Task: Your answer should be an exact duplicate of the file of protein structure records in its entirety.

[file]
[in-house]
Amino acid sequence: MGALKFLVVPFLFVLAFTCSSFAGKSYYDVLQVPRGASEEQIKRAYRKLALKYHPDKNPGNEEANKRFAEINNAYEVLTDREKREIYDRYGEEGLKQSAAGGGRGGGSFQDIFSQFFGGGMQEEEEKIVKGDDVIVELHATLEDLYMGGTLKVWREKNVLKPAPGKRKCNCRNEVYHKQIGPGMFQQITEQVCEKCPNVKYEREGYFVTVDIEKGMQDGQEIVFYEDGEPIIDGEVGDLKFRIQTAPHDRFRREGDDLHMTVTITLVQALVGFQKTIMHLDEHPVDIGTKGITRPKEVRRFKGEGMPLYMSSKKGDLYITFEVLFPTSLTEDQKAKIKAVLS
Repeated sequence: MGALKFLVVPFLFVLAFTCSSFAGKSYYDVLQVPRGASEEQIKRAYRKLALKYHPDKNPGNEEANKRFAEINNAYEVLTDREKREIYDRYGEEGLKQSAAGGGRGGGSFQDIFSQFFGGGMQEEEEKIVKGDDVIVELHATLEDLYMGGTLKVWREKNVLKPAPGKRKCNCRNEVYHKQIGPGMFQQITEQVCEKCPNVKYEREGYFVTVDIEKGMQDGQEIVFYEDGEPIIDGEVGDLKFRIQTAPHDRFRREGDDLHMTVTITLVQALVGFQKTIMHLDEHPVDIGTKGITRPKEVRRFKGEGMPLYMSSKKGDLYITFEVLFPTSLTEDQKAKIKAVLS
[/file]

[in-house]
Amino acid sequence: MGALKFLVVPFLFVLAFTCSSFAGKSYYDVLQVPRGASEEQIKRAYRKLALKYHPDKNPGNEEANKRFAEINNAYEVLTDREKREIYDRYGEEGLKQSAAGGGRGGGSFQDIFSQFFGGGMQEEEEKIVKGDDVIVELHATLEDLYMGGTLKVWREKNVLKPAPGKRKCNCRNEVYHKQIGPGMFQQITEQVCEKCPNVKYEREGYFVTVDIEKGMQDGQEIVFYEDGEPIIDGEVGDLKFRIQTAPHDRFRREGDDLHMTVTITLVQALVGFQKTIMHLDEHPVDIGTKGITRPKEVRRFKGEGMPLYMSSKKGDLYITFEVLFPTSLTEDQKAKIKAVLS
Repeated sequence: MGALKFLVVPFLFVLAFTCSSFAGKSYYDVLQVPRGASEEQIKRAYRKLALKYHPDKNPGNEEANKRFAEINNAYEVLTDREKREIYDRYGEEGLKQSAAGGGRGGGSFQDIFSQFFGGGMQEEEEKIVKGDDVIVELHATLEDLYMGGTLKVWREKNVLKPAPGKRKCNCRNEVYHKQIGPGMFQQITEQVCEKCPNVKYEREGYFVTVDIEKGMQDGQEIVFYEDGEPIIDGEVGDLKFRIQTAPHDRFRREGDDLHMTVTITLVQALVGFQKTIMHLDEHPVDIGTKGITRPKEVRRFKGEGMPLYMSSKKGDLYITFEVLFPTSLTEDQKAKIKAVLS